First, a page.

In any job, making a mistake once in a while is inevitable. But add to any job the elements of stress, name calling, 1001 rules to be aware of, and the fact that when you do your job well, the people to whom you deliver your services typically react with sadness, outrage, and despair, it is inevitable that even more mistakes will be made.
There are four jobs that I can think of that fit the above description: An IRS agent, an eviction attorney, a vehicle repo person, and a SFMTA parking officer.
In the case of a DPT officer, simply driving around in traffic all day, every day is incredibly stressful. The fact that nobody is happy to see you, and regularly call you names also must take a toll. But, I think it is those elements combined with the 1001 rules to be aware of that make the job more difficult to be accurate.
A recent news story revealed that in San Francisco, the likelihood of a parking ticket being upheld when contested in the first stage of appeal is only 70%. A C-minus. If that ticket is upheld, it will be accompanied by a response from SFMTA that says, “The circumstances you presented in your protest were insufficient to overcome the validity of the citation. The review has confirmed that the citation was properly issued and was valid."
However, when parking tickets are appealed for a second time, in person at an administrative hearing, the statistics reveal that tickets are upheld only 50% of the time. My experience with people writing to 7x7 and helping them fight a ticket is over 95% of citations being dismissed.
Why are there so many erroneous tickets being handed out? I think it’s for largely the same reason that so many valid tickets are being given out…the 1001 parking rules and regulations. It isn’t only difficult for drivers to follow all of the rules, but also for parking officers.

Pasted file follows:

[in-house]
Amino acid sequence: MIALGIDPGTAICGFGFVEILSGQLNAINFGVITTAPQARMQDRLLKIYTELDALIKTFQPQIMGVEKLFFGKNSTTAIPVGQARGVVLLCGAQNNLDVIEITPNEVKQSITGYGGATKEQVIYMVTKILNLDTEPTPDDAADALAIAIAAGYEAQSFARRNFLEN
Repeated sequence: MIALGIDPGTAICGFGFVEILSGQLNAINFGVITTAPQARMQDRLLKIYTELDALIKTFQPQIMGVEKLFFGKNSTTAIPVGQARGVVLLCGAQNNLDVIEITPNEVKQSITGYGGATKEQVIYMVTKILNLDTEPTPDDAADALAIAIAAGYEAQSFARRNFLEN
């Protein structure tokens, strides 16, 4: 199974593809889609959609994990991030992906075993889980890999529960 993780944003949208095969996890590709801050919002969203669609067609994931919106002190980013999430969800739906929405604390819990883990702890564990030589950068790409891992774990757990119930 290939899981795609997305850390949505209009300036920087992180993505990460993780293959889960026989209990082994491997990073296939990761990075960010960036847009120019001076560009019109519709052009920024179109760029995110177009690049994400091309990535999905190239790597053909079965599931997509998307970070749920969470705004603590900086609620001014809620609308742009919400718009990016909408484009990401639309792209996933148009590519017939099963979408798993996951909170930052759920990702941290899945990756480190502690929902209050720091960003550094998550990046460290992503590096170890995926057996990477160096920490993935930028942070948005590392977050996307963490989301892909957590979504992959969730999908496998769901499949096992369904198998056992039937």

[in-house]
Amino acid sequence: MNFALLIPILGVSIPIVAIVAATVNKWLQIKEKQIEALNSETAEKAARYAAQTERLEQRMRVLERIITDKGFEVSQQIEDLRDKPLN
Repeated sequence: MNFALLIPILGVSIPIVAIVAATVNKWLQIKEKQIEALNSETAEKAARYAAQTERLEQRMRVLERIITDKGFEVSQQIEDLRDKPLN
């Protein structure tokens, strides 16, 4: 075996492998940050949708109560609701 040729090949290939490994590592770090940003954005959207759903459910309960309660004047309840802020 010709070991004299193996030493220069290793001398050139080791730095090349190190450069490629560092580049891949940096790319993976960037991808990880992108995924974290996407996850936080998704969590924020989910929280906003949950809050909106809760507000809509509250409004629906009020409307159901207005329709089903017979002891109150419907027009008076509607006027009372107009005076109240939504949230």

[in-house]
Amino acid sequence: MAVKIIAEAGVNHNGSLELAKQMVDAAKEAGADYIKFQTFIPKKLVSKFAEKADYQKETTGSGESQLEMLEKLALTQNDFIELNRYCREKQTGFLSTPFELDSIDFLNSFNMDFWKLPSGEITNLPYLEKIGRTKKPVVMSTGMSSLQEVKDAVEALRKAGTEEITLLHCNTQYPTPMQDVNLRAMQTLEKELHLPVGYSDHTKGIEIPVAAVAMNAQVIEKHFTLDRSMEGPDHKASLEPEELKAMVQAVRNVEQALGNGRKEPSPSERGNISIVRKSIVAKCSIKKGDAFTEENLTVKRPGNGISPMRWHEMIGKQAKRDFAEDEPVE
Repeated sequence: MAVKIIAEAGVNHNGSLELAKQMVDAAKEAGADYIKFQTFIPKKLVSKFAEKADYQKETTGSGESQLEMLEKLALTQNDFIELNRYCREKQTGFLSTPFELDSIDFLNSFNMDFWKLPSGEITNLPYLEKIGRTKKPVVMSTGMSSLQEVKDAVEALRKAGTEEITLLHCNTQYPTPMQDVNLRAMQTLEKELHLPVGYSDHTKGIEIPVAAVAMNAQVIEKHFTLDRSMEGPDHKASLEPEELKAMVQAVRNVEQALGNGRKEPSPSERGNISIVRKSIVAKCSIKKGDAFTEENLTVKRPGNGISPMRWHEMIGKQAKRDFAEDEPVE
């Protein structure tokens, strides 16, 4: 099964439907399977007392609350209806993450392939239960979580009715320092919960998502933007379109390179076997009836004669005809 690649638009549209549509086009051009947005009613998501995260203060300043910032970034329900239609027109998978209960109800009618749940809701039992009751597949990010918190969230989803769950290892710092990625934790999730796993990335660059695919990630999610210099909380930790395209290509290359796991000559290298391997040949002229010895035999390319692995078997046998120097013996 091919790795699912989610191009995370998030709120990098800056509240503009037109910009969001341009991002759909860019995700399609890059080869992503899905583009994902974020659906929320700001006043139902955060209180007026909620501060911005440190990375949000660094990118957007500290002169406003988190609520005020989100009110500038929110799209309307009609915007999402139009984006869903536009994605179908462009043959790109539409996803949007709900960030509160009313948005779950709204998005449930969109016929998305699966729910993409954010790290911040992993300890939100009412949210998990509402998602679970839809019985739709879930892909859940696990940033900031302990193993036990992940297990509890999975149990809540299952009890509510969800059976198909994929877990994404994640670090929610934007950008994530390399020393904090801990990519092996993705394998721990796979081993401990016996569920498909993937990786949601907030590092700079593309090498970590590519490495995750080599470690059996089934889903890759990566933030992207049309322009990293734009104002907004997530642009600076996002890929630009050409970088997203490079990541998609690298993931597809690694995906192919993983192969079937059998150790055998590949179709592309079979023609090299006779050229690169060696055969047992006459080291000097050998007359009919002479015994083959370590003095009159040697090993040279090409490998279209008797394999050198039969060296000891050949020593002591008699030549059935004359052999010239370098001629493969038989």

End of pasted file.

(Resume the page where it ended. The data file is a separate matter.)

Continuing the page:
However, to avoid receiving a ticket, and for a DPT officer to properly issue a ticket, it isn’t necessary to know all 1001 parking rules. You only have to ask yourself three questions. They are similar questions that somebody waking up from a traumatic episode might ask. But hey, looking for and finding parking, at times, can also feel traumatic.
Where am I? What day is it? What time is it?
Where am I? Wherever you are parked, any sign within 100 feet of you (unless interrupted by a cross street), on the same side of the street that you parked, is enforceable and applicable to you. Your car must be parked inside the white hash marks if they are present, with your wheels 18 inches or less from the curb, and properly turned to prevent a runaway if parked on a street with a 3% grade or higher.
What day is it? Look at each sign and see if it is enforceable on that day. At 12 am, it may feel like Friday night, but it has become Saturday, so remember this when parking.
What time is it? Apply it to the sign restrictions, make note of when the rules change (for example 3-7 pm commuter lanes), and set an alarm if there is a deadline.
For DPT officers issuing tickets and for the department that reviews the first round of appeals, I think the same three steps above can be also be helpful to quickly determine whether a ticket was validly issued.
So, if you feel like you have been issued a ticket erroneously, chances are you are right. It will take persistence to have it dismissed, but it will be dismissed if it was issued in error. Follow the instructions on the back of the citation to appeal in writing. Include supporting evidence. Then, if and when that appeal is rejected, go down to the SFMTA office and request an in-person hearing. Within an hour, you will speak to someone familiar with the rules who is not under the stress of being in the firing line, and your ticket will be dismissed.
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